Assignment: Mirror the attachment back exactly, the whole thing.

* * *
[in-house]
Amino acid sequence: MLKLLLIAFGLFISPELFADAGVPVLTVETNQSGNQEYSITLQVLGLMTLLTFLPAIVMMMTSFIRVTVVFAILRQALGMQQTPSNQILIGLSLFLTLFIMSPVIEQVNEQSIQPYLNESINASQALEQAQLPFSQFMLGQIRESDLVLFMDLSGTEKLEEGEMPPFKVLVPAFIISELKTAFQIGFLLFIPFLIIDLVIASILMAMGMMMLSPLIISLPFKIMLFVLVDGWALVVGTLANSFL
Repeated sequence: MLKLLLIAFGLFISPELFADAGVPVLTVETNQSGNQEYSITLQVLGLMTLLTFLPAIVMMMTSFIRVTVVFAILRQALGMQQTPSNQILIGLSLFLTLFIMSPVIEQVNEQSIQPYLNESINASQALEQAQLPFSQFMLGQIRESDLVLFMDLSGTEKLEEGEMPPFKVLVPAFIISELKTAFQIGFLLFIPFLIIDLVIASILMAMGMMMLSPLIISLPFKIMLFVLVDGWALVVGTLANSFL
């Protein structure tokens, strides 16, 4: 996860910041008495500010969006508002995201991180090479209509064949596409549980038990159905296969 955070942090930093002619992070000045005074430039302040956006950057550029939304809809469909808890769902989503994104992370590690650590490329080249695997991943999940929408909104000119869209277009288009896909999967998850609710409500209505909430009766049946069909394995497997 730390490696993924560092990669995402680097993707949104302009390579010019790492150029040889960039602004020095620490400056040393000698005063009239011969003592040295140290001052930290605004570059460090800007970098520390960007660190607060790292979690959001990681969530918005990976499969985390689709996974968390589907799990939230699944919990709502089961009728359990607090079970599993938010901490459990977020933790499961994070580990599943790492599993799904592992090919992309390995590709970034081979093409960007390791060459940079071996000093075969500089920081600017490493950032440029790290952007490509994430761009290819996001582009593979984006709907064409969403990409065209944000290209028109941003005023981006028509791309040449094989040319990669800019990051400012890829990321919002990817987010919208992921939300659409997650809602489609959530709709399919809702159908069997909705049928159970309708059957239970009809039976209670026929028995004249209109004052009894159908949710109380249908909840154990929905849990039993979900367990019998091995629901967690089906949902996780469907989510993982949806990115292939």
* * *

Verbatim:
[in-house]
Amino acid sequence: MLKLLLIAFGLFISPELFADAGVPVLTVETNQSGNQEYSITLQVLGLMTLLTFLPAIVMMMTSFIRVTVVFAILRQALGMQQTPSNQILIGLSLFLTLFIMSPVIEQVNEQSIQPYLNESINASQALEQAQLPFSQFMLGQIRESDLVLFMDLSGTEKLEEGEMPPFKVLVPAFIISELKTAFQIGFLLFIPFLIIDLVIASILMAMGMMMLSPLIISLPFKIMLFVLVDGWALVVGTLANSFL
Repeated sequence: MLKLLLIAFGLFISPELFADAGVPVLTVETNQSGNQEYSITLQVLGLMTLLTFLPAIVMMMTSFIRVTVVFAILRQALGMQQTPSNQILIGLSLFLTLFIMSPVIEQVNEQSIQPYLNESINASQALEQAQLPFSQFMLGQIRESDLVLFMDLSGTEKLEEGEMPPFKVLVPAFIISELKTAFQIGFLLFIPFLIIDLVIASILMAMGMMMLSPLIISLPFKIMLFVLVDGWALVVGTLANSFL
């Protein structure tokens, strides 16, 4: 996860910041008495500010969006508002995201991180090479209509064949596409549980038990159905296969 955070942090930093002619992070000045005074430039302040956006950057550029939304809809469909808890769902989503994104992370590690650590490329080249695997991943999940929408909104000119869209277009288009896909999967998850609710409500209505909430009766049946069909394995497997 730390490696993924560092990669995402680097993707949104302009390579010019790492150029040889960039602004020095620490400056040393000698005063009239011969003592040295140290001052930290605004570059460090800007970098520390960007660190607060790292979690959001990681969530918005990976499969985390689709996974968390589907799990939230699944919990709502089961009728359990607090079970599993938010901490459990977020933790499961994070580990599943790492599993799904592992090919992309390995590709970034081979093409960007390791060459940079071996000093075969500089920081600017490493950032440029790290952007490509994430761009290819996001582009593979984006709907064409969403990409065209944000290209028109941003005023981006028509791309040449094989040319990669800019990051400012890829990321919002990817987010919208992921939300659409997650809602489609959530709709399919809702159908069997909705049928159970309708059957239970009809039976209670026929028995004249209109004052009894159908949710109380249908909840154990929905849990039993979900367990019998091995629901967690089906949902996780469907989510993982949806990115292939």